been to one actual church service since I parted with my church and that was at Bluegrass United Church of Christ. Even though they were very nice to me and my granddaughter that day, I realized that I could never be part of a congregation again. It was a tough pill to swallow after attending church for my entire life. I was forced to think about my beliefs, my religion, and where I can go from here. I could have easily abandoned my belief in God (and Jesus), but I did not. I’ve been told by so many so-called religious leaders that Jesus hates me because I am a transgender woman. So, it would be easy to start thinking that they are right or to hate them in return, but again, I do not. In some ways, it would be the path of least resistance to become a nonbeliever. If I have learned one thing through my experiences, it is that I must be true to myself, and I am a believer. Although my mom believed with all of her heart in God and Jesus, my dad was not a believer in much of anything. He told me a thousand times, “Don’t believe in anything you hear and only half of what you see.” Yes, I am skeptical because it isn’t something we can physically see or hear and yet I still have faith. That’s the definition of

faith, isn’t it? There have been many times I’ve heard transgender individuals say that God put them in the wrong body. If that’s what they believe, then that’s fine with me. But for me, I believe that this is the body that I was meant to have. My body is not a mistake. My life is not a mistake. I do have gender dysphoria, meaning my body and my mind are at odds with each other, but I was given this by God for a reason. This is the person that I have always been, you just didn’t know it. I think God cares more about our soul than he/she does any physical features we possess here on Earth and whether or not we feel the need to change those features. The religious leaders who seem to make a pretty good living off of hate will tell their flocks that God controls everything. Really? Then where does all of this “free will” stuff fit into that? They will tell their followers that because of who we are we are sinful, abominations, Anti-Christ, or whatever to keep the money rolling into their bank accounts. So, no, I don’t believe that God thinks any of those things, only these charlatans who spout these awful words insist on this hate. They are killing Christianity as we know it. We are all God’s children and she/he (great time to use the pronoun they) loves us the same no matter who we are. We are physical beings from the second we are conceived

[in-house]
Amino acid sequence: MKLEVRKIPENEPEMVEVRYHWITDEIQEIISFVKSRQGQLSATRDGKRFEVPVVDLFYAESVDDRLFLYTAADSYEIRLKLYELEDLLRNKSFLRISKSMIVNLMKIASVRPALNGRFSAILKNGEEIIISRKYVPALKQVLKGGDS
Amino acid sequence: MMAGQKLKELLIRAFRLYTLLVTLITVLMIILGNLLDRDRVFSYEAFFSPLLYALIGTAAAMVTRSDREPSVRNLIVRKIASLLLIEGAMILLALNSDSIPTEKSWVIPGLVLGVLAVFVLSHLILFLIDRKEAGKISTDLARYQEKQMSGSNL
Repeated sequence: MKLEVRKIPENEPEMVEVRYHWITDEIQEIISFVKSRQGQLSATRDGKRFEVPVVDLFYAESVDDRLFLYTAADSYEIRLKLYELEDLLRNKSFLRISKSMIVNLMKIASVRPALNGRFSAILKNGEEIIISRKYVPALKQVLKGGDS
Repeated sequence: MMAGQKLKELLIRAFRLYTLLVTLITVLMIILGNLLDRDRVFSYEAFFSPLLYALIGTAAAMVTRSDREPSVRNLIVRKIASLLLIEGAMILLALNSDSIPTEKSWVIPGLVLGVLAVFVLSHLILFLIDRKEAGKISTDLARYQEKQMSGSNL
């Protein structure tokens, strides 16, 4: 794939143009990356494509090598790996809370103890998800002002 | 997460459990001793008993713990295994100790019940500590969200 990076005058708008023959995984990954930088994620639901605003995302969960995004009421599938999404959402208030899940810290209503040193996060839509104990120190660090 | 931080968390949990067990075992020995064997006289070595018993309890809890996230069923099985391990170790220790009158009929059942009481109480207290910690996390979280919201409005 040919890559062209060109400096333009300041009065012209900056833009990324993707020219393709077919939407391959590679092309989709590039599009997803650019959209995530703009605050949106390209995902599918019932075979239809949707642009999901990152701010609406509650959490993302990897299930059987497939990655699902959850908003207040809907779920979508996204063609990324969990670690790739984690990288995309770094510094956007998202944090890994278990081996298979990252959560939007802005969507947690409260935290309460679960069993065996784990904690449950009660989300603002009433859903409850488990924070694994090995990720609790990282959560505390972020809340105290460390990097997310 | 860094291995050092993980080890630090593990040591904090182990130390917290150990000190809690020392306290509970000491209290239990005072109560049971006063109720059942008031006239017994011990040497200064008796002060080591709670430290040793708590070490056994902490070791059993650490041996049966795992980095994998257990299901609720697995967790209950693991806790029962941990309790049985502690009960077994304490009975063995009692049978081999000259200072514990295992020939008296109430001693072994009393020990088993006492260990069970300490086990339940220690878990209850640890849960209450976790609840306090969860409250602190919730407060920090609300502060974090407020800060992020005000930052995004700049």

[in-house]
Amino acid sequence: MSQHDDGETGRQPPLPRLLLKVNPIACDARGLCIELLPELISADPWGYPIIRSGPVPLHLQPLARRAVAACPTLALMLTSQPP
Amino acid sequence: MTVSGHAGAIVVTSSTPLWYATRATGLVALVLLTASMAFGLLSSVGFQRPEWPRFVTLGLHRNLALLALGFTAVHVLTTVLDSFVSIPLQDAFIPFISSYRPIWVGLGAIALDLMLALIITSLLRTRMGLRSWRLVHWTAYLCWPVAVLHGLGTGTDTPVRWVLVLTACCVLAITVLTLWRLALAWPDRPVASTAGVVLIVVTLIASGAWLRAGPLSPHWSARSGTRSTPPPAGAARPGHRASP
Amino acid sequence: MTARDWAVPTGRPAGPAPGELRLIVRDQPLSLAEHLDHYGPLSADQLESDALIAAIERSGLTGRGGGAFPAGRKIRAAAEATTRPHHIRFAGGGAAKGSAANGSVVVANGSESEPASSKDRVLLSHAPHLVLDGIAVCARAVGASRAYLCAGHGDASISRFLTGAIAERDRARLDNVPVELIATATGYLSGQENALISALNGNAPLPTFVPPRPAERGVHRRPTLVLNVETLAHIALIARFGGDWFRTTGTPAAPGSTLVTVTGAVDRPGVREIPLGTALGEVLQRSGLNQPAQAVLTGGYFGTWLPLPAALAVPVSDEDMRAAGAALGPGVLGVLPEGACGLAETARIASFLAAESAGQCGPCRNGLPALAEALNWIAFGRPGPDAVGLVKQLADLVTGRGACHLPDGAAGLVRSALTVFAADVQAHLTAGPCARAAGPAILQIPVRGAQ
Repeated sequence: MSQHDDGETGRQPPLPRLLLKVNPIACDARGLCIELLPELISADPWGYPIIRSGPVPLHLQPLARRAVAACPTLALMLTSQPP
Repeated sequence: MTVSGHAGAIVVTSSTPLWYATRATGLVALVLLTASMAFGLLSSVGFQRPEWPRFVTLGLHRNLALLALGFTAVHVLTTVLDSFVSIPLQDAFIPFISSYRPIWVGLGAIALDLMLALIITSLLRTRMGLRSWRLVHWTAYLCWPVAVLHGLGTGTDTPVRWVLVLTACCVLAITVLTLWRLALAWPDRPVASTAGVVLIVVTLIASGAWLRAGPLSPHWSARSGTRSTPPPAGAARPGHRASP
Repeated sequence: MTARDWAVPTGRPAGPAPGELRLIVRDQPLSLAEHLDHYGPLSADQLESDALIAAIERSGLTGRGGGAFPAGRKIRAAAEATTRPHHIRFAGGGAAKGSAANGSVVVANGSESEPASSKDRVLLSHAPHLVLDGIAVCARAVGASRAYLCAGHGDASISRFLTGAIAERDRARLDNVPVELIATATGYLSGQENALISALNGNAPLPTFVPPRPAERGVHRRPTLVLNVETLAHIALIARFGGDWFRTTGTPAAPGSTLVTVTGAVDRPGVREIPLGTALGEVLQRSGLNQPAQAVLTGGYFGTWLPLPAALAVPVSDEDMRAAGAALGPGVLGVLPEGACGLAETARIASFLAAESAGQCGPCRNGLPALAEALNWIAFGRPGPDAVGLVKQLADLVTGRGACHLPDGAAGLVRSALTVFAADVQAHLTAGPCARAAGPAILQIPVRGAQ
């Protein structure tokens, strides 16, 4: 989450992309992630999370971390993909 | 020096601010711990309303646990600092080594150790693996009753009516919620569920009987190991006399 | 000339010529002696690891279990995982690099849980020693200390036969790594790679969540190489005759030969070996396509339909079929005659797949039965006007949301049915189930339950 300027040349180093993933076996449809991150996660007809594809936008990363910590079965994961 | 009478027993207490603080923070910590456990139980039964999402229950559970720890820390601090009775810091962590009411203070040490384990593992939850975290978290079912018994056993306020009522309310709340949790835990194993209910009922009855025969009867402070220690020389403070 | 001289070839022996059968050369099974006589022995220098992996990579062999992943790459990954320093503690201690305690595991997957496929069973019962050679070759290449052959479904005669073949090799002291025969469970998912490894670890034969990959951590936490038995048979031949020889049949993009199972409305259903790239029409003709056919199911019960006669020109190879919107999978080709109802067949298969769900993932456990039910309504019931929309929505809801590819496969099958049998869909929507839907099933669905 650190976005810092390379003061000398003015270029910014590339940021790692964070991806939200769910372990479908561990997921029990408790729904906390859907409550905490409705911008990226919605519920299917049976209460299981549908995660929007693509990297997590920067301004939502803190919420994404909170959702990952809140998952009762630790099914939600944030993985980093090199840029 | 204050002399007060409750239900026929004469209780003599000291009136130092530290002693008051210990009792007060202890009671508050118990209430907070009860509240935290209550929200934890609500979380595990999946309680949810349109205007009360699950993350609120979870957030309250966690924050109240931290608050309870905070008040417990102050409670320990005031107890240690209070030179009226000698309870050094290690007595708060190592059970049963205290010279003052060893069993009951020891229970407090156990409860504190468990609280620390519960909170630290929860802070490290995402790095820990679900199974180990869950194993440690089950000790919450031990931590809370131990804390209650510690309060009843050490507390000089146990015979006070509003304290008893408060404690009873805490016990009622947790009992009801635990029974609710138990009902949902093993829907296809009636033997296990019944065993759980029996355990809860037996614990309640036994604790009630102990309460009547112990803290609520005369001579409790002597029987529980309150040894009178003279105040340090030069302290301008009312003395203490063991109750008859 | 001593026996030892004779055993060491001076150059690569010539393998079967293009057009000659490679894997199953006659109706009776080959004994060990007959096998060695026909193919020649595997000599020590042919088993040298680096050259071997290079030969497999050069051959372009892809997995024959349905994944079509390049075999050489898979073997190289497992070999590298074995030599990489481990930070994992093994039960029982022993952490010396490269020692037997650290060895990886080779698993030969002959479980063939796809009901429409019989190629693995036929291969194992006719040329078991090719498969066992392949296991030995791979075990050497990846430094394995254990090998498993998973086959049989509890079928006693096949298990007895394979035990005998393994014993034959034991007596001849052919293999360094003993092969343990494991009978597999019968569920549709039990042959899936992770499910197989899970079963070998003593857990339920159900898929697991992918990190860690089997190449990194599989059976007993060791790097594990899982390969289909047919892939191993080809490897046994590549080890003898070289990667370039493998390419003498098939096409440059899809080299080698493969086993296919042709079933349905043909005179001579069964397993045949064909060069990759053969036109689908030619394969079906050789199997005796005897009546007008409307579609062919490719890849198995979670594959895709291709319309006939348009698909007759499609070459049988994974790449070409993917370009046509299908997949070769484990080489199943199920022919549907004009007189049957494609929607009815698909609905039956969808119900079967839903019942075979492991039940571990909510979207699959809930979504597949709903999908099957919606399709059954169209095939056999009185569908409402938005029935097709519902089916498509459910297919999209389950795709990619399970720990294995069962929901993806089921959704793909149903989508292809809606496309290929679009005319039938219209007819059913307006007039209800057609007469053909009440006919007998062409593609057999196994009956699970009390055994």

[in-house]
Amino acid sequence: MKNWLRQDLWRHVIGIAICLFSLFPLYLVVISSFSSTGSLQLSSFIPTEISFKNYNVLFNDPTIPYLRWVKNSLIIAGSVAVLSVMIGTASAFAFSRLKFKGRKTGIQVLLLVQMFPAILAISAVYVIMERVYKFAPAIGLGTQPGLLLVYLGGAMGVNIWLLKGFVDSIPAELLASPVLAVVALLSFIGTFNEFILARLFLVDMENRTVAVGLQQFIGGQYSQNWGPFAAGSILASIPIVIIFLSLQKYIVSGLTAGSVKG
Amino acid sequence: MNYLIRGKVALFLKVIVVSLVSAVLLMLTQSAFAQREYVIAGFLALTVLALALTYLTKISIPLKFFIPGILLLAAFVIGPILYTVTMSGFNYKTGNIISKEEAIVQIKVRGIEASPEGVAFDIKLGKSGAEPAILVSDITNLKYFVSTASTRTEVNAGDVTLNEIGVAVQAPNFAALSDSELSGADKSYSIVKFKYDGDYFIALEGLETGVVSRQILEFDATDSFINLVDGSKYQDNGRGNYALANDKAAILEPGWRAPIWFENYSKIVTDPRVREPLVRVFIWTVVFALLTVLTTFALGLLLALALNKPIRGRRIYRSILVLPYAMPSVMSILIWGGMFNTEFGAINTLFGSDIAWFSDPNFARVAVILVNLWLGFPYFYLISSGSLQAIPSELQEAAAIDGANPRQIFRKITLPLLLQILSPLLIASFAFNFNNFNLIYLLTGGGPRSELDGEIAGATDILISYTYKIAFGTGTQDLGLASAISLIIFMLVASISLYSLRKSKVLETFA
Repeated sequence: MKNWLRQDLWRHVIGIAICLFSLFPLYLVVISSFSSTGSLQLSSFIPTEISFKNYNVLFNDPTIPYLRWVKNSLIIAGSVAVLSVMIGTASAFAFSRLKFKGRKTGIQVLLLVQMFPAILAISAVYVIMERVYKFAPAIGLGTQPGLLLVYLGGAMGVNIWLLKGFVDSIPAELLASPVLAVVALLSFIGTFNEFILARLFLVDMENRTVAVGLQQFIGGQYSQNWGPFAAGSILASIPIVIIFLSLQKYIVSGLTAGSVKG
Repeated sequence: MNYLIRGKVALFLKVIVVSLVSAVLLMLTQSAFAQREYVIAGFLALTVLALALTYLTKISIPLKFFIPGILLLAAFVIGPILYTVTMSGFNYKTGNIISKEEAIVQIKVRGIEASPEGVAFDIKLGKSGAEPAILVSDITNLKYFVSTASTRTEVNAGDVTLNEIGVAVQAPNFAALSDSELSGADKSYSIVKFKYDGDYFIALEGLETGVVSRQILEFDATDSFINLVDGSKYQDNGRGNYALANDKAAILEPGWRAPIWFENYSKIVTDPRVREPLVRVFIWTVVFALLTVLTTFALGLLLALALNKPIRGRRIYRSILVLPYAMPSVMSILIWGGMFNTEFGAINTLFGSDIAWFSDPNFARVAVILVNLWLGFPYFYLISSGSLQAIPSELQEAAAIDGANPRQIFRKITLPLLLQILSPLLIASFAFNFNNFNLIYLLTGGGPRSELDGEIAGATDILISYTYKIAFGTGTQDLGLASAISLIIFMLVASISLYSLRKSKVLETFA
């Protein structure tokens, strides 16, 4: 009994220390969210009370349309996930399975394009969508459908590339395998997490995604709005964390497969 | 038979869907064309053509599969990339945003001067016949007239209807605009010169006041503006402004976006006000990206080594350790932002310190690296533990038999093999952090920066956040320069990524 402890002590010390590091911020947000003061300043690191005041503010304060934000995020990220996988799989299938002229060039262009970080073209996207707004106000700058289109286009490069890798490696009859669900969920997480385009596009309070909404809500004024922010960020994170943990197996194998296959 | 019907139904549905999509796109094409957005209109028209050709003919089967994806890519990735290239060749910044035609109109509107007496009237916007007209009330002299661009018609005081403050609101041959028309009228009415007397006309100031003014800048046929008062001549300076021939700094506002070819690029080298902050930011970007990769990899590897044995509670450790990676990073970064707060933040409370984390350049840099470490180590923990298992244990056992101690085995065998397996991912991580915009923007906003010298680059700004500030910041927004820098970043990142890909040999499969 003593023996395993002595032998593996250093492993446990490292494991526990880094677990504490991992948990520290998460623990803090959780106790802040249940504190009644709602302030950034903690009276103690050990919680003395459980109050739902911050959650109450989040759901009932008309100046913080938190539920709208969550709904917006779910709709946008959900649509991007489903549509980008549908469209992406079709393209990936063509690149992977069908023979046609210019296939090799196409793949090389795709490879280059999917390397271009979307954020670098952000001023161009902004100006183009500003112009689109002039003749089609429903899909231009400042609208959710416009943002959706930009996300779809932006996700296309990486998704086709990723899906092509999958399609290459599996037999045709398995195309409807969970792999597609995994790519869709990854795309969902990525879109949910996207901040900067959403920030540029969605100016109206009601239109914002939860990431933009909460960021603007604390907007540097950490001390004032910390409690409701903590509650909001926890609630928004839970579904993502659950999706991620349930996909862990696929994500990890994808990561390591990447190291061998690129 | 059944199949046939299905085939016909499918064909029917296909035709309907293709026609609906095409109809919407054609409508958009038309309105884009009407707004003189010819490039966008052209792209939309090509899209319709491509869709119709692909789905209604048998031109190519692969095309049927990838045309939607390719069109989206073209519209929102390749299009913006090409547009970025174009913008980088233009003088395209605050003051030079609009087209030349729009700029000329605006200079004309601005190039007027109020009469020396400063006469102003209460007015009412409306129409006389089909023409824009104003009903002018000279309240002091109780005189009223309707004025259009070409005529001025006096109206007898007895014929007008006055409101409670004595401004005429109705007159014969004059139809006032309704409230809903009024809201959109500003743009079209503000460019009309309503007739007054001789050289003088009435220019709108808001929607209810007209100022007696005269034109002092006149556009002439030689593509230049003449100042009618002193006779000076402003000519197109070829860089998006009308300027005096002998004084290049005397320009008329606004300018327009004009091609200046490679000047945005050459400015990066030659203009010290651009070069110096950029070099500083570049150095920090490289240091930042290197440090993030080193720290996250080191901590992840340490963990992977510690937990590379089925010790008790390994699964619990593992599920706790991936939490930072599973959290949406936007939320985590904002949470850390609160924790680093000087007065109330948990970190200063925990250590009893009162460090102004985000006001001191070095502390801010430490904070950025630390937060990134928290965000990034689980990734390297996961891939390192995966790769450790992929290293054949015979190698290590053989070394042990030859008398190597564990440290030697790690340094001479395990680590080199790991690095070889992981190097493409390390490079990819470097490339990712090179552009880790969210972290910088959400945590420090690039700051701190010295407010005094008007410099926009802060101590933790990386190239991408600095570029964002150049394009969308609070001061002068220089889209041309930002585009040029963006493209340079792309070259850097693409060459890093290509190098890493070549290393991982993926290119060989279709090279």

and physical things happen after that. Before you attack me, I believe in women controlling our own bodies and therefore I am pro-choice. God could care less that we gain weight, lose weight, who we are attracted to, change our physical bodies, get our PhD’s, or drop out of High School. God doesn’t give people disabilities, cancer, or diseases, those all occur because we are physical beings, but I also believe that God gives us opportunities to help each other. I believe that my opportunity is that even though I am female, and have always been female, that I was given a body that was unlike most females. Now it’s up to me how to best use that gift. We are our souls, not our bodies. God gives us one command and that is to love one another. Not only is it a command, but it’s a gift. One of my favorite sermons is the one where Jesus taught his disciples to fish with a net and not a line and bait. In other words, all fish are important, not just the ones that someone here on earth deems important. Yet my church deemed me unimportant, even after I was in the net, and they tossed me back in the water. I still believe in God, I love Jesus, but I have no use for most organized religion. Going back to my dad, he often said that, “hanging out in a garage doesn’t make you a mechanic.” I’ll use that same philosophy one step further: a person who goes to seminary, leads a church, and tells everyone how to be a Christian isn’t necessarily what they claim to be. You may write me at or follow my blog at Q